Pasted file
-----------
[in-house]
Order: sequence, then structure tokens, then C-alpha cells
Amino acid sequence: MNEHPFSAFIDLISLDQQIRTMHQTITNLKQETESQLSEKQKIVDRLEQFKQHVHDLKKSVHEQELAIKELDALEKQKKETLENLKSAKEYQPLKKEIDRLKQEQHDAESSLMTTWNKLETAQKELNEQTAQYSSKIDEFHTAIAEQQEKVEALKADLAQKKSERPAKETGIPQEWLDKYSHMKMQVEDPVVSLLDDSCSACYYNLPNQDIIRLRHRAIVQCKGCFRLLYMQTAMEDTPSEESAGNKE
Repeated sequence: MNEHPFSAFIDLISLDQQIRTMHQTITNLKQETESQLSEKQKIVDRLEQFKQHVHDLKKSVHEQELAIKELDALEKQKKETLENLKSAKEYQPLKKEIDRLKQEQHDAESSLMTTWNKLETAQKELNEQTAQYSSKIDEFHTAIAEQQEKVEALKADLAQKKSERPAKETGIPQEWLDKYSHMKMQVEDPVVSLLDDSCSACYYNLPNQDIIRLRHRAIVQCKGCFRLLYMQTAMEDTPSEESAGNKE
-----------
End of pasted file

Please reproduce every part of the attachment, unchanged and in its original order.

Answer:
[in-house]
Order: sequence, then structure tokens, then C-alpha cells
Amino acid sequence: MNEHPFSAFIDLISLDQQIRTMHQTITNLKQETESQLSEKQKIVDRLEQFKQHVHDLKKSVHEQELAIKELDALEKQKKETLENLKSAKEYQPLKKEIDRLKQEQHDAESSLMTTWNKLETAQKELNEQTAQYSSKIDEFHTAIAEQQEKVEALKADLAQKKSERPAKETGIPQEWLDKYSHMKMQVEDPVVSLLDDSCSACYYNLPNQDIIRLRHRAIVQCKGCFRLLYMQTAMEDTPSEESAGNKE
Repeated sequence: MNEHPFSAFIDLISLDQQIRTMHQTITNLKQETESQLSEKQKIVDRLEQFKQHVHDLKKSVHEQELAIKELDALEKQKKETLENLKSAKEYQPLKKEIDRLKQEQHDAESSLMTTWNKLETAQKELNEQTAQYSSKIDEFHTAIAEQQEKVEALKADLAQKKSERPAKETGIPQEWLDKYSHMKMQVEDPVVSLLDDSCSACYYNLPNQDIIRLRHRAIVQCKGCFRLLYMQTAMEDTPSEESAGNKE